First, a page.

IBM’s apprentice programme is in its 14th year. Our apprentices consistently prove able to rapidly assimilate skills and knowledge, both at the start of their careers and as they advance. This progression puts them on a par with all other IBMers and means that former apprentices can be found all over our organisation, in roles ranging from Senior Strategy Consultant, to Product Manager, to IT Architect, Cloud Platform Sales Specialist, and Senior Solution Architect. For me, there’s no better validation of the model’s effectiveness.

Staff Retention and ROI

Government research shows that 80% of employers who hire apprentices report higher staff retention.

Employers offer apprenticeships to attract new talent, as well as retain and reskill existing staff to progress. This improved retention provides a tangible return on employers’ investment in apprenticeships, while helping reduce skills shortages.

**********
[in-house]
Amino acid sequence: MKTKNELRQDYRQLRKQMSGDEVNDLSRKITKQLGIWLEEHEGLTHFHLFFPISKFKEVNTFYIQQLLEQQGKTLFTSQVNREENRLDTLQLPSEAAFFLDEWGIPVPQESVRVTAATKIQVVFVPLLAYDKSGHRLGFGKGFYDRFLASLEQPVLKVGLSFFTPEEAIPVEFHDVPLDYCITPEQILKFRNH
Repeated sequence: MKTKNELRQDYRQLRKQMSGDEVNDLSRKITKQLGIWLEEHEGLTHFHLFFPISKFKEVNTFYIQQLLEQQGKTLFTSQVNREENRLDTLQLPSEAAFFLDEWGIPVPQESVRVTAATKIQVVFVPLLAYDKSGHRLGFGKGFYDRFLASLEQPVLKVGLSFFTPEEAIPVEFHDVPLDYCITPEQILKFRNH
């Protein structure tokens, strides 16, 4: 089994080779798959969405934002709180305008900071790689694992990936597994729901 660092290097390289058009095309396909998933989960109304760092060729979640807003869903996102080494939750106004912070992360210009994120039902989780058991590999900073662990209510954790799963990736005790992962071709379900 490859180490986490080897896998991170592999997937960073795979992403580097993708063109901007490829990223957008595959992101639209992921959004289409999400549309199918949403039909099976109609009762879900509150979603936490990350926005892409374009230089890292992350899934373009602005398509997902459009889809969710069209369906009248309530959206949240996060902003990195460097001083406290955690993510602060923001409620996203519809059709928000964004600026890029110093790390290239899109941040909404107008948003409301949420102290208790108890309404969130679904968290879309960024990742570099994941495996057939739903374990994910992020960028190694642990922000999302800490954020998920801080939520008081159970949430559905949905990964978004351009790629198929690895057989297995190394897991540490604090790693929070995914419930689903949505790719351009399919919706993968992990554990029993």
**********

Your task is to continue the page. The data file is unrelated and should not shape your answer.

The St Martin’s Group report found that UK employers see an average annual gain of £2,500 to £18,000 in output per apprentice during their training period.

Our IBM early professional apprenticeship programme has achieved a 90% retention rate since 2017 and a 100% pass rate at end point assessment. When our degree apprentices graduate after their three- or four-year programmes, they are effectively “new graduates”. Yet, they already have a wealth of experience and relevant skills. This makes them a critical client-facing resource, generating ROI virtually from Day 1.

Interestingly, the study shows that apprentices also believe that retention is an important success indicator, making them feel invested in and keen to remain, earning as they learn and avoiding student debt.